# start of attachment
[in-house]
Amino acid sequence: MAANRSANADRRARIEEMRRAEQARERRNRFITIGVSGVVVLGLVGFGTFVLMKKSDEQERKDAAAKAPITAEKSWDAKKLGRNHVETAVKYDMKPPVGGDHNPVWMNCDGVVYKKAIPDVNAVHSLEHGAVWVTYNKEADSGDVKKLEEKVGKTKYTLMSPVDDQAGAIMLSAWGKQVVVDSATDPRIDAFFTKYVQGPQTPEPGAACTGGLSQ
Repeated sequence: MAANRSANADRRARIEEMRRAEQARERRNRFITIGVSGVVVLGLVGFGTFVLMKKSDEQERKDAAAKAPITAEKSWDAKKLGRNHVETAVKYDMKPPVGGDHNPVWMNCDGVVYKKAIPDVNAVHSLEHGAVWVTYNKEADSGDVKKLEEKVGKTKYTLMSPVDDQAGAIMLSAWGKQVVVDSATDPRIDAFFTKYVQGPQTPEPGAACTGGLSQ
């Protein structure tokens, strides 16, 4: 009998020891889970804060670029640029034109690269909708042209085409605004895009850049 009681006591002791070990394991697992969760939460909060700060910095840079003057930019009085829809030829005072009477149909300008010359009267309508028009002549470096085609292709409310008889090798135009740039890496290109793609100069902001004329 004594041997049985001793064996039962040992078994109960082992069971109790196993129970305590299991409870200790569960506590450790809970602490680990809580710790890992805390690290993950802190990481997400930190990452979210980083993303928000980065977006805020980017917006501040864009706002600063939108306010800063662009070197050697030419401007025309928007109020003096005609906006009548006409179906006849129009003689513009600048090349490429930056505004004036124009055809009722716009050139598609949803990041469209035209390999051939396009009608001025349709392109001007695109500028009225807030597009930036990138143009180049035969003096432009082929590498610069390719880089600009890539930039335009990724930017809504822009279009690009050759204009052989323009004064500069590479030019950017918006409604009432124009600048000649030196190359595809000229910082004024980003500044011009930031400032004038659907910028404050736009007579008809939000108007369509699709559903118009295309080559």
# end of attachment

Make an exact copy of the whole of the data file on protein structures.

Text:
[in-house]
Amino acid sequence: MAANRSANADRRARIEEMRRAEQARERRNRFITIGVSGVVVLGLVGFGTFVLMKKSDEQERKDAAAKAPITAEKSWDAKKLGRNHVETAVKYDMKPPVGGDHNPVWMNCDGVVYKKAIPDVNAVHSLEHGAVWVTYNKEADSGDVKKLEEKVGKTKYTLMSPVDDQAGAIMLSAWGKQVVVDSATDPRIDAFFTKYVQGPQTPEPGAACTGGLSQ
Repeated sequence: MAANRSANADRRARIEEMRRAEQARERRNRFITIGVSGVVVLGLVGFGTFVLMKKSDEQERKDAAAKAPITAEKSWDAKKLGRNHVETAVKYDMKPPVGGDHNPVWMNCDGVVYKKAIPDVNAVHSLEHGAVWVTYNKEADSGDVKKLEEKVGKTKYTLMSPVDDQAGAIMLSAWGKQVVVDSATDPRIDAFFTKYVQGPQTPEPGAACTGGLSQ
């Protein structure tokens, strides 16, 4: 009998020891889970804060670029640029034109690269909708042209085409605004895009850049 009681006591002791070990394991697992969760939460909060700060910095840079003057930019009085829809030829005072009477149909300008010359009267309508028009002549470096085609292709409310008889090798135009740039890496290109793609100069902001004329 004594041997049985001793064996039962040992078994109960082992069971109790196993129970305590299991409870200790569960506590450790809970602490680990809580710790890992805390690290993950802190990481997400930190990452979210980083993303928000980065977006805020980017917006501040864009706002600063939108306010800063662009070197050697030419401007025309928007109020003096005609906006009548006409179906006849129009003689513009600048090349490429930056505004004036124009055809009722716009050139598609949803990041469209035209390999051939396009009608001025349709392109001007695109500028009225807030597009930036990138143009180049035969003096432009082929590498610069390719880089600009890539930039335009990724930017809504822009279009690009050759204009052989323009004064500069590479030019950017918006409604009432124009600048000649030196190359595809000229910082004024980003500044011009930031400032004038659907910028404050736009007579008809939000108007369509699709559903118009295309080559």